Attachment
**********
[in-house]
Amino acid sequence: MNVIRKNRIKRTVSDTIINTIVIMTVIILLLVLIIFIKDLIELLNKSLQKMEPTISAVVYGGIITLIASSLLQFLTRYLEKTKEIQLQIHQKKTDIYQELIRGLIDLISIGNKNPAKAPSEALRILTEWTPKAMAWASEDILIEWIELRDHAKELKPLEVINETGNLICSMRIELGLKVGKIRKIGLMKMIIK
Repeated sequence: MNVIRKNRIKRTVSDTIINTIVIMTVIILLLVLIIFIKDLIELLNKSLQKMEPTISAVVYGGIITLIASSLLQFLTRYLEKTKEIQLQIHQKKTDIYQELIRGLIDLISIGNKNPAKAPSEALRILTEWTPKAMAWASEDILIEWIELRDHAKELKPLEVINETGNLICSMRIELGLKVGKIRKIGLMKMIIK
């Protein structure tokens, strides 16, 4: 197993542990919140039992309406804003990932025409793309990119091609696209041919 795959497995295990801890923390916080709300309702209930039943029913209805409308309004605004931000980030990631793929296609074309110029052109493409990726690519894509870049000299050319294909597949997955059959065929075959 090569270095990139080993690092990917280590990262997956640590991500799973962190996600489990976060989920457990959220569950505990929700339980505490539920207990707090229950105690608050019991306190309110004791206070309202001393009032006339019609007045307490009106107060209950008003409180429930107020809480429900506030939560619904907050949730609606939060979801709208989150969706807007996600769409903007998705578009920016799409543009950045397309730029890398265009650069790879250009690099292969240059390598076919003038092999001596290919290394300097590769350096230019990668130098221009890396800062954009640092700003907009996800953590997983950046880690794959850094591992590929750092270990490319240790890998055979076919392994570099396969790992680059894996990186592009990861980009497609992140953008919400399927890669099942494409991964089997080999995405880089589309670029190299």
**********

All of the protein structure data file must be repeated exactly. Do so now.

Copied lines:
[in-house]
Amino acid sequence: MNVIRKNRIKRTVSDTIINTIVIMTVIILLLVLIIFIKDLIELLNKSLQKMEPTISAVVYGGIITLIASSLLQFLTRYLEKTKEIQLQIHQKKTDIYQELIRGLIDLISIGNKNPAKAPSEALRILTEWTPKAMAWASEDILIEWIELRDHAKELKPLEVINETGNLICSMRIELGLKVGKIRKIGLMKMIIK
Repeated sequence: MNVIRKNRIKRTVSDTIINTIVIMTVIILLLVLIIFIKDLIELLNKSLQKMEPTISAVVYGGIITLIASSLLQFLTRYLEKTKEIQLQIHQKKTDIYQELIRGLIDLISIGNKNPAKAPSEALRILTEWTPKAMAWASEDILIEWIELRDHAKELKPLEVINETGNLICSMRIELGLKVGKIRKIGLMKMIIK
């Protein structure tokens, strides 16, 4: 197993542990919140039992309406804003990932025409793309990119091609696209041919 795959497995295990801890923390916080709300309702209930039943029913209805409308309004605004931000980030990631793929296609074309110029052109493409990726690519894509870049000299050319294909597949997955059959065929075959 090569270095990139080993690092990917280590990262997956640590991500799973962190996600489990976060989920457990959220569950505990929700339980505490539920207990707090229950105690608050019991306190309110004791206070309202001393009032006339019609007045307490009106107060209950008003409180429930107020809480429900506030939560619904907050949730609606939060979801709208989150969706807007996600769409903007998705578009920016799409543009950045397309730029890398265009650069790879250009690099292969240059390598076919003038092999001596290919290394300097590769350096230019990668130098221009890396800062954009640092700003907009996800953590997983950046880690794959850094591992590929750092270990490319240790890998055979076919392994570099396969790992680059894996990186592009990861980009497609992140953008919400399927890669099942494409991964089997080999995405880089589309670029190299």